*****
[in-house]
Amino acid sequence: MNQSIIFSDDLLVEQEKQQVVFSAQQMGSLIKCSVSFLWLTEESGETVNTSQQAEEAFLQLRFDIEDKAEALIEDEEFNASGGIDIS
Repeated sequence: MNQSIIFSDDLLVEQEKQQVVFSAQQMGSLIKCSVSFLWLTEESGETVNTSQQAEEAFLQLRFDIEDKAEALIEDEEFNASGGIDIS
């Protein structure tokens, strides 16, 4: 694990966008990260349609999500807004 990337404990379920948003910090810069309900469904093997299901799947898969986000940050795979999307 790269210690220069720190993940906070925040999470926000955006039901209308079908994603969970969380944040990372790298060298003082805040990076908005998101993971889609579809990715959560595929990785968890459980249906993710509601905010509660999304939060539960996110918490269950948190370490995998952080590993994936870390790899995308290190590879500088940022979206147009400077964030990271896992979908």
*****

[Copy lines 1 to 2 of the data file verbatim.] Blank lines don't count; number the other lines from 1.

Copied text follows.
[in-house]
Amino acid sequence: MNQSIIFSDDLLVEQEKQQVVFSAQQMGSLIKCSVSFLWLTEESGETVNTSQQAEEAFLQLRFDIEDKAEALIEDEEFNASGGIDIS